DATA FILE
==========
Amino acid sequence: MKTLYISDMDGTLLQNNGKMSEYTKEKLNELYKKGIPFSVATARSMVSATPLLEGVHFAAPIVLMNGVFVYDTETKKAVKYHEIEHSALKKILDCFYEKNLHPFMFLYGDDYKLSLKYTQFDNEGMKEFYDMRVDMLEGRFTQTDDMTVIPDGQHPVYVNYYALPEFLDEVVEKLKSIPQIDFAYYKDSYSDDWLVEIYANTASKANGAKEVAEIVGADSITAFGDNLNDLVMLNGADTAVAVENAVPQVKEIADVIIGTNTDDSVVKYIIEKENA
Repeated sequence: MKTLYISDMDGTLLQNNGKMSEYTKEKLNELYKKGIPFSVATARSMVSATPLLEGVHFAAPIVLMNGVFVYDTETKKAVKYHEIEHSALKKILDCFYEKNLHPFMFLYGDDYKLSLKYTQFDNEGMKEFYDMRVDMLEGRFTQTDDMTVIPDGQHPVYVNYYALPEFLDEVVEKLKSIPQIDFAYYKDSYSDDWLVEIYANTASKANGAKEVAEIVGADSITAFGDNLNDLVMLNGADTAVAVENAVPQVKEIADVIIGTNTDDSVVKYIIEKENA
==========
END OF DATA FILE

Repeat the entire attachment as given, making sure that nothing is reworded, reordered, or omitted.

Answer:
Amino acid sequence: MKTLYISDMDGTLLQNNGKMSEYTKEKLNELYKKGIPFSVATARSMVSATPLLEGVHFAAPIVLMNGVFVYDTETKKAVKYHEIEHSALKKILDCFYEKNLHPFMFLYGDDYKLSLKYTQFDNEGMKEFYDMRVDMLEGRFTQTDDMTVIPDGQHPVYVNYYALPEFLDEVVEKLKSIPQIDFAYYKDSYSDDWLVEIYANTASKANGAKEVAEIVGADSITAFGDNLNDLVMLNGADTAVAVENAVPQVKEIADVIIGTNTDDSVVKYIIEKENA
Repeated sequence: MKTLYISDMDGTLLQNNGKMSEYTKEKLNELYKKGIPFSVATARSMVSATPLLEGVHFAAPIVLMNGVFVYDTETKKAVKYHEIEHSALKKILDCFYEKNLHPFMFLYGDDYKLSLKYTQFDNEGMKEFYDMRVDMLEGRFTQTDDMTVIPDGQHPVYVNYYALPEFLDEVVEKLKSIPQIDFAYYKDSYSDDWLVEIYANTASKANGAKEVAEIVGADSITAFGDNLNDLVMLNGADTAVAVENAVPQVKEIADVIIGTNTDDSVVKYIIEKENA